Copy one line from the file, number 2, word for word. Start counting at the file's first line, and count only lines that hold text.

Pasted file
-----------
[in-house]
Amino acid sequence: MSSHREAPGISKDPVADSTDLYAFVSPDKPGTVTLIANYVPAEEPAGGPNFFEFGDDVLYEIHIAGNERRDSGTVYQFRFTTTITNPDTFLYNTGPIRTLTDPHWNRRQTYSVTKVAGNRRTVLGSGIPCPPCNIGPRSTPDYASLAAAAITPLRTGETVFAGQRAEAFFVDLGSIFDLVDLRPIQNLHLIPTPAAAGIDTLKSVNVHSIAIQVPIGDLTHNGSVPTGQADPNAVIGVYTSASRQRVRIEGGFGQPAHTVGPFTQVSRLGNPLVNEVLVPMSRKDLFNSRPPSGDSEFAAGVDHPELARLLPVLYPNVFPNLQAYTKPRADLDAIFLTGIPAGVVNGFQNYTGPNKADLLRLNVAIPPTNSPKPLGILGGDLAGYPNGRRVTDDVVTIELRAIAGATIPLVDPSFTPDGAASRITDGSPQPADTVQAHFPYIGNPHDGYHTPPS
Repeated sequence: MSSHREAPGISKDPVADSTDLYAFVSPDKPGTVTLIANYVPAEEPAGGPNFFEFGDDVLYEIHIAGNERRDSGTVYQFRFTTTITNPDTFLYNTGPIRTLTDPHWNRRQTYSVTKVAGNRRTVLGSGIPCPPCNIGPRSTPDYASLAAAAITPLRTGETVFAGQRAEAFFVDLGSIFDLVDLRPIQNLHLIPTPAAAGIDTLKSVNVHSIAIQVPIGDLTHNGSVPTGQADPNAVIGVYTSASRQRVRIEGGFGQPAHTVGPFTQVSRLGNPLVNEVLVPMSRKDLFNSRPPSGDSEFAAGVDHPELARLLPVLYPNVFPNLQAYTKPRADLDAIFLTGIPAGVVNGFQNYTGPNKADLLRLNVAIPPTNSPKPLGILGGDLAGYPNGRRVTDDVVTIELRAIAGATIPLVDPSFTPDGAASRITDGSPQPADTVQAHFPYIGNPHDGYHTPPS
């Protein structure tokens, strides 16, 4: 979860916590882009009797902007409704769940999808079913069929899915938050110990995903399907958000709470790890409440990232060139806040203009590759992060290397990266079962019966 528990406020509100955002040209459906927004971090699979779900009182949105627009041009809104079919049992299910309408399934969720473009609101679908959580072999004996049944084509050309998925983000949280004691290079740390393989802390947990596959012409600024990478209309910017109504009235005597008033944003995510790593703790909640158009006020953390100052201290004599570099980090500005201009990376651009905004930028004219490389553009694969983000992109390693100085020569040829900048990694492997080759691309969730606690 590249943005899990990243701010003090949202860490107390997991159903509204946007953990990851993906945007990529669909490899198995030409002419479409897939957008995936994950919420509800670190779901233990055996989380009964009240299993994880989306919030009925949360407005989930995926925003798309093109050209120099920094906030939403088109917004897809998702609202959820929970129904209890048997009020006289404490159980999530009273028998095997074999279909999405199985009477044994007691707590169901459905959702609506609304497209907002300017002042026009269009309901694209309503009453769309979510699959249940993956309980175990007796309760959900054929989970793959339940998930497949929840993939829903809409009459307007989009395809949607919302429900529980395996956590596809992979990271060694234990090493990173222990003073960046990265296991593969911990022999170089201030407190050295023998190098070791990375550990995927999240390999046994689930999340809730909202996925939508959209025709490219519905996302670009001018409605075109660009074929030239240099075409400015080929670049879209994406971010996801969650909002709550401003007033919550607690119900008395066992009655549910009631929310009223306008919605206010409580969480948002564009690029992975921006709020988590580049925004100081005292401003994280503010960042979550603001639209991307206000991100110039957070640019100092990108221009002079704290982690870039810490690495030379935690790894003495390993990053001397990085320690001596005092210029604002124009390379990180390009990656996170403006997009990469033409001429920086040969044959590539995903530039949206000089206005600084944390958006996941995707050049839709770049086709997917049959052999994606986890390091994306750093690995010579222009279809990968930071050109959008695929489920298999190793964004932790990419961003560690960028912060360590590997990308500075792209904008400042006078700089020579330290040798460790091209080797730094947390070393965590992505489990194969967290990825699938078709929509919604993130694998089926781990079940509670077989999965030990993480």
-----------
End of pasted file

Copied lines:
Amino acid sequence: MSSHREAPGISKDPVADSTDLYAFVSPDKPGTVTLIANYVPAEEPAGGPNFFEFGDDVLYEIHIAGNERRDSGTVYQFRFTTTITNPDTFLYNTGPIRTLTDPHWNRRQTYSVTKVAGNRRTVLGSGIPCPPCNIGPRSTPDYASLAAAAITPLRTGETVFAGQRAEAFFVDLGSIFDLVDLRPIQNLHLIPTPAAAGIDTLKSVNVHSIAIQVPIGDLTHNGSVPTGQADPNAVIGVYTSASRQRVRIEGGFGQPAHTVGPFTQVSRLGNPLVNEVLVPMSRKDLFNSRPPSGDSEFAAGVDHPELARLLPVLYPNVFPNLQAYTKPRADLDAIFLTGIPAGVVNGFQNYTGPNKADLLRLNVAIPPTNSPKPLGILGGDLAGYPNGRRVTDDVVTIELRAIAGATIPLVDPSFTPDGAASRITDGSPQPADTVQAHFPYIGNPHDGYHTPPS